‘Peace talks must involve Palestinians’
KUWAIT CITY, March 10: A survey by the Washington Institute for Near East Studies found 86% of Kuwaitis oppose any Arab cooperation with Israel in non-political matters such as technology, counter-terrorism and containment of Iran, reports Al-Rai daily. However, according to the survey, the opposition to normalization does not mean a Kuwaiti rejection of peace with Israel.
59% of the Kuwaitis said they support the Arab countries to play a renewed role to facilitate peace talks between the Palestinians and Israelis, including incentives for both parties to reach a peaceful settlement.
Among the majority of Kuwaitis the poll showed that 52% of Sunni and Shiite citizens support the Palestinian movement Hamas compared to the Lebanese Hezbollah, which has only won support of two percent Kuwaiti Sunnis and 11 percent Shiite Kuwaitis.
“The majority of the Kuwaiti people agree with the government on the main issues,” commented David Pollock, one of the survey’s leading figures. “What distinguishes Kuwait in the region is its elected parliament with opposition forces within it, which makes Kuwait a place where opinion is of paramount importance.
“In contrast, the poll showed support of 45% of Kuwaitis for the Muslim Brotherhood, compared with 3% for Shiites. The support of the majority of Kuwaitis – Sunnis and Shiites – to Hamas, was reflected in Kuwait’s performance at the UN Security Council, in which Kuwait occupies a temporary membership that expires at the end of this year.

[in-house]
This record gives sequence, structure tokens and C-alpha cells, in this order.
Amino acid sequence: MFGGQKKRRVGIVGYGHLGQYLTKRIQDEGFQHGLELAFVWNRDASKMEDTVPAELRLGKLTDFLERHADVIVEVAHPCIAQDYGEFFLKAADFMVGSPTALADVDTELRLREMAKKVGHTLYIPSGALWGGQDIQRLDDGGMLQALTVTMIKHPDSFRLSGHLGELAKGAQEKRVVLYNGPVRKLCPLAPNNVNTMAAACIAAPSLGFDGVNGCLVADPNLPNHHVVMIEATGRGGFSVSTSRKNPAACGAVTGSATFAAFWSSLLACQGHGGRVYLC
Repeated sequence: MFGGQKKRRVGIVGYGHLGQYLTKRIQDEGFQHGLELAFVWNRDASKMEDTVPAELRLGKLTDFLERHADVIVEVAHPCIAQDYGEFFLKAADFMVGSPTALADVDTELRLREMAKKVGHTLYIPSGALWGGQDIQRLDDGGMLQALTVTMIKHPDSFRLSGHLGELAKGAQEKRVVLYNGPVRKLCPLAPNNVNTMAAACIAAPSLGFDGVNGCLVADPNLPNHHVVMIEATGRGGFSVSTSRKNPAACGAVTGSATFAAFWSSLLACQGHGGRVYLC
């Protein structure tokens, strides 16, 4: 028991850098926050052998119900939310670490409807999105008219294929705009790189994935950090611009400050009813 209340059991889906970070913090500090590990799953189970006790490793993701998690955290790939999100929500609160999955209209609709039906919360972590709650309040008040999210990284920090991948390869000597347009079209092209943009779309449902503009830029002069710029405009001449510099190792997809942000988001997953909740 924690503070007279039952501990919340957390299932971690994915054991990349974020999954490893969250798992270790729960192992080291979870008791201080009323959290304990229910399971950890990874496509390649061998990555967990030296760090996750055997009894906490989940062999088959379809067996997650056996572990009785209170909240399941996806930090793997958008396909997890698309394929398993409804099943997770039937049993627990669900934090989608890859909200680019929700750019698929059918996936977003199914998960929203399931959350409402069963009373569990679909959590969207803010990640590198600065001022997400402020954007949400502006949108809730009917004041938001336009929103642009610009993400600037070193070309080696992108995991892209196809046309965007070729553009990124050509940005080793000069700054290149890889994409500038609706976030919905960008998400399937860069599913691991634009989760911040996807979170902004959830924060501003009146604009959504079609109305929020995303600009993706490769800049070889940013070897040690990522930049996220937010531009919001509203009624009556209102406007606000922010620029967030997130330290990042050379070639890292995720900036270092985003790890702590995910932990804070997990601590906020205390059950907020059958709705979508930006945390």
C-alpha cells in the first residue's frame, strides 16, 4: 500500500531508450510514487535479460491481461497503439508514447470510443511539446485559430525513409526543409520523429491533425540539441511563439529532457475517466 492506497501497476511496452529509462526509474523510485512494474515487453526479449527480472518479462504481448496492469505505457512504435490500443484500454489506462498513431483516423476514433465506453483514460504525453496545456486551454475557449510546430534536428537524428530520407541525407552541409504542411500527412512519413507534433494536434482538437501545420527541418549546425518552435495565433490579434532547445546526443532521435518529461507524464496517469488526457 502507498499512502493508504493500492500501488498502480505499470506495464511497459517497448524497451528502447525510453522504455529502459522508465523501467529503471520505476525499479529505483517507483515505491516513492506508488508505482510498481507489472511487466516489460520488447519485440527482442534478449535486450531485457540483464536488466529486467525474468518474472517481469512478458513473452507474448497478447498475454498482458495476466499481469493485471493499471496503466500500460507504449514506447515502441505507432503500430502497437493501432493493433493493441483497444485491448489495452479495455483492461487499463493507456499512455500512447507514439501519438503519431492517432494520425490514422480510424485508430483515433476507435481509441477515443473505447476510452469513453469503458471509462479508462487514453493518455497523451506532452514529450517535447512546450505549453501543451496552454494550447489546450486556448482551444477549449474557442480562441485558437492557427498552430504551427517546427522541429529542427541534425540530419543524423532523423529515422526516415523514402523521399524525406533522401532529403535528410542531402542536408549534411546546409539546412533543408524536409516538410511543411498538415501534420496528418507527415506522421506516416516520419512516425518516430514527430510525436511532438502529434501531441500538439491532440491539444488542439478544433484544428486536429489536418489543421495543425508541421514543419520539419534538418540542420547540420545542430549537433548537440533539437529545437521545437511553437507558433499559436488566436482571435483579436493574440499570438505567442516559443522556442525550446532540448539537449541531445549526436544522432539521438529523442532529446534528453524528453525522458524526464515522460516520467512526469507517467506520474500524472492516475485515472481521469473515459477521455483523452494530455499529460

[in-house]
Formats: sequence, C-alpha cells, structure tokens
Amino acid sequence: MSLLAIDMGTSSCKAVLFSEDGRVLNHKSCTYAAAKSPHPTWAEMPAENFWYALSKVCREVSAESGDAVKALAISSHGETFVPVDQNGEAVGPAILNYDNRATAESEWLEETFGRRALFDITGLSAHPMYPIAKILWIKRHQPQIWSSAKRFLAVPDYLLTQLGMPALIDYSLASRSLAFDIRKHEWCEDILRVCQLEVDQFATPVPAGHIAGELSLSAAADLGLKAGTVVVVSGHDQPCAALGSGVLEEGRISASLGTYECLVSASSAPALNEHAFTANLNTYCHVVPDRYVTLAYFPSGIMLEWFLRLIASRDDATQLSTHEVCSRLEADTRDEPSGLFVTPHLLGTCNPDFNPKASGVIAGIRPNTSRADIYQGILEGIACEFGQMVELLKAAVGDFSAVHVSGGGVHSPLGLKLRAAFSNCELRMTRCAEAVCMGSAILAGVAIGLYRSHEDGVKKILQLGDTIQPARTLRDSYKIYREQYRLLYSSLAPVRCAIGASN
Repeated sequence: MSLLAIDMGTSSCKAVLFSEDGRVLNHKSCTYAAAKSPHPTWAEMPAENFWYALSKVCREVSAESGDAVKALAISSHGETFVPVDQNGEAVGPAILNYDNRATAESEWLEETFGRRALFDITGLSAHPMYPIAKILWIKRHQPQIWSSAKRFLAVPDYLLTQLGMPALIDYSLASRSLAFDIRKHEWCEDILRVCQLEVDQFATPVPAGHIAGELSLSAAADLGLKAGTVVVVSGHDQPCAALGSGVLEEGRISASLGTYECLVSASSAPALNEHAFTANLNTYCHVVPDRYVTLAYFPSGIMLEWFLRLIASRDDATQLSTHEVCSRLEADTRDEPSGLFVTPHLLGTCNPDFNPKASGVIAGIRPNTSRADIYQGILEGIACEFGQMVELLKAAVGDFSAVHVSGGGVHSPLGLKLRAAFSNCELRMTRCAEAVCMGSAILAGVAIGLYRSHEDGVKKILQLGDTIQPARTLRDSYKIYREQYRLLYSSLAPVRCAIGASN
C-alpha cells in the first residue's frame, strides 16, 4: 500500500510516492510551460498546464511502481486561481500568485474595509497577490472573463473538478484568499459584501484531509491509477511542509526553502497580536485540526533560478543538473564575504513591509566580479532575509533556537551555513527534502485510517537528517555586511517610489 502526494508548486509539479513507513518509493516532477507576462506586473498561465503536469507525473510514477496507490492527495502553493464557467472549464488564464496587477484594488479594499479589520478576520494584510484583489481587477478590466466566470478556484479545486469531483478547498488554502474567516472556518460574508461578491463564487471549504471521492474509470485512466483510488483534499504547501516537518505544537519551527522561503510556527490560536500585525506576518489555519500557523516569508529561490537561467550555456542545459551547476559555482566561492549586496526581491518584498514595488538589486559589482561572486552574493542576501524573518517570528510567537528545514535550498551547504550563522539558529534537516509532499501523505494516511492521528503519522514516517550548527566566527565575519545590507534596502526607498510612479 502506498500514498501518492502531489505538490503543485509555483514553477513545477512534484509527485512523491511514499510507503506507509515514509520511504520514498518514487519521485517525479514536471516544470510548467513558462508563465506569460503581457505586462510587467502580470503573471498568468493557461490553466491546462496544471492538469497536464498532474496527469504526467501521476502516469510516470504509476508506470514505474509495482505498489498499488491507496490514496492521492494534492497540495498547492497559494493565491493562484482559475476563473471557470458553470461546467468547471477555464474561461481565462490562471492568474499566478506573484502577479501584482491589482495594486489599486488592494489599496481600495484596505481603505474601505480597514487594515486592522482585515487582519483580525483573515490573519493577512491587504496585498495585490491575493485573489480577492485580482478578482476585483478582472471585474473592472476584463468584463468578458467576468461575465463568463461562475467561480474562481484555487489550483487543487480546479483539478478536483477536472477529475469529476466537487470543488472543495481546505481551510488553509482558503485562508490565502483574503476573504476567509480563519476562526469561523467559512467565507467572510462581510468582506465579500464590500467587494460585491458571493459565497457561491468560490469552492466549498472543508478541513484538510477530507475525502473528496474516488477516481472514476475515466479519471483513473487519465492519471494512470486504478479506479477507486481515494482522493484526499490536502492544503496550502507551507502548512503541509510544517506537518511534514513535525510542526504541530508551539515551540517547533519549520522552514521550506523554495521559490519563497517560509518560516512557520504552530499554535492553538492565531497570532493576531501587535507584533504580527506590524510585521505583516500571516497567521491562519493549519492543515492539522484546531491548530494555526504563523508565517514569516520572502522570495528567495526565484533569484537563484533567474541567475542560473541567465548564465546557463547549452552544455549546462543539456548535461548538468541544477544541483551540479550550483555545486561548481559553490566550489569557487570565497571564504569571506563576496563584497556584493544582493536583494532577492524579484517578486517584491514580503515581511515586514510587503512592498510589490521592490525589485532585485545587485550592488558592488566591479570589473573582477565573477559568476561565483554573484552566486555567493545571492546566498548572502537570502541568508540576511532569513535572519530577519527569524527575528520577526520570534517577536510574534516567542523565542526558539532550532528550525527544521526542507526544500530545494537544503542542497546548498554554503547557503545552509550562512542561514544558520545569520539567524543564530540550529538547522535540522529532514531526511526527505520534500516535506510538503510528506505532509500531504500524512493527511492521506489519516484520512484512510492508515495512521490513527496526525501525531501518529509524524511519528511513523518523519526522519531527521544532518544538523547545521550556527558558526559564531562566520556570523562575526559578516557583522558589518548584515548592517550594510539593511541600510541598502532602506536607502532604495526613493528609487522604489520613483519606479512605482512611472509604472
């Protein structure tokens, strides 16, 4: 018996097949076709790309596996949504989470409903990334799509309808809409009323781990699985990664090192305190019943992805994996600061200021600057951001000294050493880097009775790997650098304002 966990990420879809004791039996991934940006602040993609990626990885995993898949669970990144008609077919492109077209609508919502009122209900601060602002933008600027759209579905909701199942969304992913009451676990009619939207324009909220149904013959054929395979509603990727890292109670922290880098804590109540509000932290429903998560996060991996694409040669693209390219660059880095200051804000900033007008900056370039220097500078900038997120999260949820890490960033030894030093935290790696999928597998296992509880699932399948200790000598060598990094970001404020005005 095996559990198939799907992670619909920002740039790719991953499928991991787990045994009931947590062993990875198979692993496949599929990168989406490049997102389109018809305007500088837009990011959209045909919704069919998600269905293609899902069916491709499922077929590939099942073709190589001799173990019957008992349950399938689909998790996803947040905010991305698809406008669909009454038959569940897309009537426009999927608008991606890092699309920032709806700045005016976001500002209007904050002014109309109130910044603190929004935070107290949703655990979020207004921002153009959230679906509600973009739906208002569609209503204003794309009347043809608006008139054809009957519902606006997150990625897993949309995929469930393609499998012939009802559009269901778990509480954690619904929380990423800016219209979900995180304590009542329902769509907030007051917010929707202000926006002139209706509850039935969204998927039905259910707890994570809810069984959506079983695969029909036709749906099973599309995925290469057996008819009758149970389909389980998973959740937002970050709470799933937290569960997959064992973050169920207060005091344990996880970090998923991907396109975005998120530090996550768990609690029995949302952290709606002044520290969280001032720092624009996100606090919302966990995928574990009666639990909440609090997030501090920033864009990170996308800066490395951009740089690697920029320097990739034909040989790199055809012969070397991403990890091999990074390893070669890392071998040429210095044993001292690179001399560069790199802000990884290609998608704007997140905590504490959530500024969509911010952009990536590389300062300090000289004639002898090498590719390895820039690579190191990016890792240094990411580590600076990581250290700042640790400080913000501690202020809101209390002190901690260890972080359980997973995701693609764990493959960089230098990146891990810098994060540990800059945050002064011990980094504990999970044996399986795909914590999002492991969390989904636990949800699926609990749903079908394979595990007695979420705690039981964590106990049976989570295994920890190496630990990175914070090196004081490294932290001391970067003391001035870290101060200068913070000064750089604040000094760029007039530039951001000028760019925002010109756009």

In the Security Council, the Kuwaiti government supported Hamas in more than one vote, angering the administration of President Donald Trump, and presumably Trump’s chief adviser and son-in-law, Jared Kushner, who is responsible for managing the Arab-Israeli negotiations file, and shunned Kuwait from his Middle East tour which took him to other GCC countries, Turkey and Jordan.
Among Kuwaitis and their government is the consensus on Kuwait’s friendship with the United States. Forty-nine percent of Kuwaitis believe that Kuwait’s relationship with Washington is “important” and “very important.” 80% of Kuwaitis consider Kuwait’s relationship with Tehran as never important and, with 40% saying that Kuwait’s relations with Russia are ‘important’, while 59% of Kuwaitis considered it irrelevant.
On Iraq, Kuwaitis have expressed dissatisfaction with their northern neighbor – 31% saw relations with Iraq as “important,” while 66% said the Kuwaiti relationship with the Iraqis is unimportant. Finally, a majority of 63% of Kuwaitis said internal political affairs and economic reform are more important than foreign policy, while 35% of Kuwaitis said they believed foreign policy was more important than the country’s internal affairs.